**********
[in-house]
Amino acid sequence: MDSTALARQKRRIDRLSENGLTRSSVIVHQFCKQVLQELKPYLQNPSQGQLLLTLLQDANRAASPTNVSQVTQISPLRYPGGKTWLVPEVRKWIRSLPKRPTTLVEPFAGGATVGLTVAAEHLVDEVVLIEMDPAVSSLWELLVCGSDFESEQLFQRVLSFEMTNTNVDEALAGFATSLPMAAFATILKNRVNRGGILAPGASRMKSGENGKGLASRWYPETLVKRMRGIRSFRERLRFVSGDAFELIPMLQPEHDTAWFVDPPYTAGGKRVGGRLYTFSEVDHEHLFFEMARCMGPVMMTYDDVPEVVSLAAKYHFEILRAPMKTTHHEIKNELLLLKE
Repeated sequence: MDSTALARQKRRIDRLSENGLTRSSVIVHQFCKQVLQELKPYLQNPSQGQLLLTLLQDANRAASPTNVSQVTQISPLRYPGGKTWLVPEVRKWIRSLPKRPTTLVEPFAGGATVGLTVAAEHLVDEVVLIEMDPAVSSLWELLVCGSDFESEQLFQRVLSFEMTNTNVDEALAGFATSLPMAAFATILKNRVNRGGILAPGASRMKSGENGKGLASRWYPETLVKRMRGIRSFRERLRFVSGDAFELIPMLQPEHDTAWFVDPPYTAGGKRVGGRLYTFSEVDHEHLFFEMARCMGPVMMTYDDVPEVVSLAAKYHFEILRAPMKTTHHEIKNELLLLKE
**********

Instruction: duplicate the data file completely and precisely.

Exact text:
[in-house]
Amino acid sequence: MDSTALARQKRRIDRLSENGLTRSSVIVHQFCKQVLQELKPYLQNPSQGQLLLTLLQDANRAASPTNVSQVTQISPLRYPGGKTWLVPEVRKWIRSLPKRPTTLVEPFAGGATVGLTVAAEHLVDEVVLIEMDPAVSSLWELLVCGSDFESEQLFQRVLSFEMTNTNVDEALAGFATSLPMAAFATILKNRVNRGGILAPGASRMKSGENGKGLASRWYPETLVKRMRGIRSFRERLRFVSGDAFELIPMLQPEHDTAWFVDPPYTAGGKRVGGRLYTFSEVDHEHLFFEMARCMGPVMMTYDDVPEVVSLAAKYHFEILRAPMKTTHHEIKNELLLLKE
Repeated sequence: MDSTALARQKRRIDRLSENGLTRSSVIVHQFCKQVLQELKPYLQNPSQGQLLLTLLQDANRAASPTNVSQVTQISPLRYPGGKTWLVPEVRKWIRSLPKRPTTLVEPFAGGATVGLTVAAEHLVDEVVLIEMDPAVSSLWELLVCGSDFESEQLFQRVLSFEMTNTNVDEALAGFATSLPMAAFATILKNRVNRGGILAPGASRMKSGENGKGLASRWYPETLVKRMRGIRSFRERLRFVSGDAFELIPMLQPEHDTAWFVDPPYTAGGKRVGGRLYTFSEVDHEHLFFEMARCMGPVMMTYDDVPEVVSLAAKYHFEILRAPMKTTHHEIKNELLLLKE